Tickled | Screen | Pittsburgh | Pittsburgh City Paper


This documentary from two New Zealanders uncovers what’s behind videos of “competitive endurance tickling”

David Farrier investigates.
David Farrier investigates.
The events chronicled in the new documentary Tickled begin ordinarily enough. David Farrier, a New Zealand journalist whose beat is covering “the weird and bizarre side of life,” wrote an article about a video he found online that featured “competitive endurance tickling,” promoted by Jane O’Brien Media, of Los Angeles.

In the video, a clean-cut, good-looking young man, wearing athletic clothing, is tied down at the wrists and ankles, while three other similarly attired young men tickle him. The tickled dude laughs and writhes and moans as expected; the ticklers say nothing. It’s behavior both relatively benign and kinda creepy.

Farrier’s story and subsequent blog posts net him aggressive emails threatening legal actions, and homophobic slurs as well. His interest piqued, Farrier and his tech-savvy pal, Dylan Reeve, head off to the U.S., cameras in tow, to sort out the extent of tickling groups, how they are run and why such an odd, but consensual and legal activity would spur such an angry response.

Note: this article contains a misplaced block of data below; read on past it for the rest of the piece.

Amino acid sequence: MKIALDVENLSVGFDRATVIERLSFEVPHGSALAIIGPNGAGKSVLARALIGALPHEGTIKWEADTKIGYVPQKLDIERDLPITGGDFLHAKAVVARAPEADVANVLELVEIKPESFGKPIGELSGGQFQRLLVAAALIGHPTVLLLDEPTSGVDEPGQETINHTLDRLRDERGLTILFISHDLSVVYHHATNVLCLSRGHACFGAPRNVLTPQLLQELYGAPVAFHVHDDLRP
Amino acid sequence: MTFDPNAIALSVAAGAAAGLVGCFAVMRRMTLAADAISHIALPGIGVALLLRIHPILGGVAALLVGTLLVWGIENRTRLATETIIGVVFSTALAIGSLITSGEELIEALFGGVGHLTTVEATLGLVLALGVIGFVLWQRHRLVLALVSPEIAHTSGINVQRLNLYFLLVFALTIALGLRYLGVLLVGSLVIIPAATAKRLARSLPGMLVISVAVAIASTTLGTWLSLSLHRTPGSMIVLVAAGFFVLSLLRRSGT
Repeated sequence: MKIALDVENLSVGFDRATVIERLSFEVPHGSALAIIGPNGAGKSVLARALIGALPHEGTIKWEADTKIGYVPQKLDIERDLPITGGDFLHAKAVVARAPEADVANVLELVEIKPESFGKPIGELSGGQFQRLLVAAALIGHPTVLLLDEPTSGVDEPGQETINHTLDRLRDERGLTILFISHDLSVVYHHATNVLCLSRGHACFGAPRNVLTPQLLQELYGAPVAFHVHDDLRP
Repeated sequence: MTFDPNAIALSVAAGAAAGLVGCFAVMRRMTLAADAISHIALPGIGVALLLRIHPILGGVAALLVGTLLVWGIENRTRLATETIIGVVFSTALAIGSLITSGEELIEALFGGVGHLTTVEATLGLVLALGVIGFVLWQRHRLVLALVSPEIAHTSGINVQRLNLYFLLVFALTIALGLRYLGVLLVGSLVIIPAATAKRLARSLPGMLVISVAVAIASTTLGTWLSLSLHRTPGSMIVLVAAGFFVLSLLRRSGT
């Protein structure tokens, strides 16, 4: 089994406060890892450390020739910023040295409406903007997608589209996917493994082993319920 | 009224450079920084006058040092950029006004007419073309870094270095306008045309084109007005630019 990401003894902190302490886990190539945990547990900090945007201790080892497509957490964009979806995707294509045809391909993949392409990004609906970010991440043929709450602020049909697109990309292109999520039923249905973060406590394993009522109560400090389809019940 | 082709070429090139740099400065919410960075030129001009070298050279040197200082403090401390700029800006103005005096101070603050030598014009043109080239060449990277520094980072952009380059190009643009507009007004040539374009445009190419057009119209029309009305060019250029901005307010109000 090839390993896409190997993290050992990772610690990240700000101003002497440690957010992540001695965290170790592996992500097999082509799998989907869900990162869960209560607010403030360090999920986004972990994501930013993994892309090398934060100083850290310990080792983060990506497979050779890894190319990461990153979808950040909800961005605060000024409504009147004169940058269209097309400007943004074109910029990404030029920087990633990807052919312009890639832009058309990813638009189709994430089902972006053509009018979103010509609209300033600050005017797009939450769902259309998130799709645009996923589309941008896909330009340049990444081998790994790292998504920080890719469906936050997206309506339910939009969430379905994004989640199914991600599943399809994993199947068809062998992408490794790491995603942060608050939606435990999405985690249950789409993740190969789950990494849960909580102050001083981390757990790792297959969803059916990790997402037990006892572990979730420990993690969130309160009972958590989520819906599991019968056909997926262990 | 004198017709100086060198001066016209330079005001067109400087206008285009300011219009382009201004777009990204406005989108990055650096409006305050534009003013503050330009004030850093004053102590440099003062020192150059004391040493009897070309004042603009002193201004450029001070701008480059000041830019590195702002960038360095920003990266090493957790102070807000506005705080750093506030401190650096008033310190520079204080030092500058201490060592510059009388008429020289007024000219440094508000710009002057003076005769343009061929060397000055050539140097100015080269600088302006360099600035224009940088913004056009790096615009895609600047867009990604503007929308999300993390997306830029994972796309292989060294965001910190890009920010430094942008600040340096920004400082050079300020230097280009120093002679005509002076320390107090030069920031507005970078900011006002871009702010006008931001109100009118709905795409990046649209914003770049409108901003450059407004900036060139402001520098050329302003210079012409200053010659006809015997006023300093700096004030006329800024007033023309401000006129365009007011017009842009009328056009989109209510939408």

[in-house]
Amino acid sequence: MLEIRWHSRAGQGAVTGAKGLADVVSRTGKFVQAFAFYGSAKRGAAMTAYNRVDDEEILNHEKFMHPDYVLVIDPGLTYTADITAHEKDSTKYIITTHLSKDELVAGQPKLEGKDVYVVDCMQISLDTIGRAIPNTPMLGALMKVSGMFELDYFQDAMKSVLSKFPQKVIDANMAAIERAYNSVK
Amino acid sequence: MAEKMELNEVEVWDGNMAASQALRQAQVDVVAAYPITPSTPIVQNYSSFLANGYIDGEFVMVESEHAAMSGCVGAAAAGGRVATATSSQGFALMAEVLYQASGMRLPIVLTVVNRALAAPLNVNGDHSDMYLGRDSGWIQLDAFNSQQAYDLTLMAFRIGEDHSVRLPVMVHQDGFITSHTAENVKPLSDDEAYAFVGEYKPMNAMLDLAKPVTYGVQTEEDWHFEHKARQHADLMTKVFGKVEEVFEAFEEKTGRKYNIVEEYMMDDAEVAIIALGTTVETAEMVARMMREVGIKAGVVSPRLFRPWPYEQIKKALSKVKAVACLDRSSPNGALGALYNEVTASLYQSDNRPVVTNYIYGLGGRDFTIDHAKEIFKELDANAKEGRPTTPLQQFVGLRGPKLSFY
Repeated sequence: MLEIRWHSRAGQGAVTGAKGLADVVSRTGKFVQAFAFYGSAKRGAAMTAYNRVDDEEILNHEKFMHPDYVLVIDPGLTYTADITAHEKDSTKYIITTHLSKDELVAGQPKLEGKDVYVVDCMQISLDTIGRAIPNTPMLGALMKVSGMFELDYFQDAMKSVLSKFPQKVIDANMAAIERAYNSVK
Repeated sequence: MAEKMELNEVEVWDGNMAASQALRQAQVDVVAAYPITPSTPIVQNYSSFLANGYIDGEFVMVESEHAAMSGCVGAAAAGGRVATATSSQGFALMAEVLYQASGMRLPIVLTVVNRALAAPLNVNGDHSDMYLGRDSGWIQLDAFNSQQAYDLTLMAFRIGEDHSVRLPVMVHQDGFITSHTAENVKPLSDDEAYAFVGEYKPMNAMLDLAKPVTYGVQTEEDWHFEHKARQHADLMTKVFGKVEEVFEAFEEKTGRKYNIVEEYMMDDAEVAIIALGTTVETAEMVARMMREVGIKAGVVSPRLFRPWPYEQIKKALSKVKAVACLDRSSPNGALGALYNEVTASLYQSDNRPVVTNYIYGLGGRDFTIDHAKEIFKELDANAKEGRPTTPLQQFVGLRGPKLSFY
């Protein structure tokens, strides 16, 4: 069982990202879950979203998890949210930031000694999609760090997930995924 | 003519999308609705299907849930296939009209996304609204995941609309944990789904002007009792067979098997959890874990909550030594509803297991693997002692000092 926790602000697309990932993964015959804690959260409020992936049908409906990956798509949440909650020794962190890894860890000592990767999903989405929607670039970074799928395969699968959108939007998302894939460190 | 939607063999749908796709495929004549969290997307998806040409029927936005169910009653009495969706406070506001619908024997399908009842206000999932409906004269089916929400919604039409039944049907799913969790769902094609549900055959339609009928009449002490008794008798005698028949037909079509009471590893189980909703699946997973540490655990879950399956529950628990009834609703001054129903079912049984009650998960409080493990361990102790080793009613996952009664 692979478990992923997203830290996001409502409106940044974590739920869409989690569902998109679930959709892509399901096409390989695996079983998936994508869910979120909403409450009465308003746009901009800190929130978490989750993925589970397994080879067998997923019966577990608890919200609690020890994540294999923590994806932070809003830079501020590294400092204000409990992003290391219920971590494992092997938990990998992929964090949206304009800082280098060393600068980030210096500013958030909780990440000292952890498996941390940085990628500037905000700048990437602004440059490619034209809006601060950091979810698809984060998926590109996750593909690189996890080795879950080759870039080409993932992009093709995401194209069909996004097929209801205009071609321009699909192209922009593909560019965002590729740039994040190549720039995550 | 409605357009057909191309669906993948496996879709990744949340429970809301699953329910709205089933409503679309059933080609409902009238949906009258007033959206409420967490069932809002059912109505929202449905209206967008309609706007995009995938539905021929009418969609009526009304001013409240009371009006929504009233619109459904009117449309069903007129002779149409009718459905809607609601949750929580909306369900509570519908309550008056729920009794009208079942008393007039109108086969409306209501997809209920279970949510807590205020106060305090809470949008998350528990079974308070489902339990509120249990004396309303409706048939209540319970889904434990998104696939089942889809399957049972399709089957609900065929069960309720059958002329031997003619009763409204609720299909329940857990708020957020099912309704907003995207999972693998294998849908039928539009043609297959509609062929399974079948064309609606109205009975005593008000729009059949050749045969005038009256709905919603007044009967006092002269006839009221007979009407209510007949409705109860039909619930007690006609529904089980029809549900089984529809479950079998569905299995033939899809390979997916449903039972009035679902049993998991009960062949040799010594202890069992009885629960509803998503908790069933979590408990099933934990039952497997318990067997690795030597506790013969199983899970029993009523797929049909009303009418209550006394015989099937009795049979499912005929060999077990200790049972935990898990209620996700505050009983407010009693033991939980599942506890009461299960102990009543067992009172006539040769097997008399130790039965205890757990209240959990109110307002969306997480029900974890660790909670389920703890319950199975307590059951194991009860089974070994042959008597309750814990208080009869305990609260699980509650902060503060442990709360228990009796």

I’ll stop myself here, because this is where the story gets weird, and viewers should just come to it cold. The deeper Farrier and Reeve dig into the story — unearthing former participants, sorting through false identities, plumbing the depths of the long-ago Internet — the more jaw-dropping the big picture becomes. In the end, it turns out to be less a tale about tickling, or even consensual fetish play, than a crazy web of “power, control and harassment.”

There are some important issues that come into play here: how modern technologies like the Internet can be a supple, slippery force for evil, such as cyber-bullying, as well as a convenient place to hide; how abusers prey on the vulnerable; and even how the concept of a free press in a democratic society can be undermined by just a few committed and well-financed people.

Farrier and Reeves’ film itself is a bit shaggy, uneven and even amateurish in places, due in part to the directors’ lack of experience and also the low-budget stealth approach the pair often took. But the intriguing subject matter should carry viewers over the rough spots.

Starts Fri., July 8. Harris Theater.

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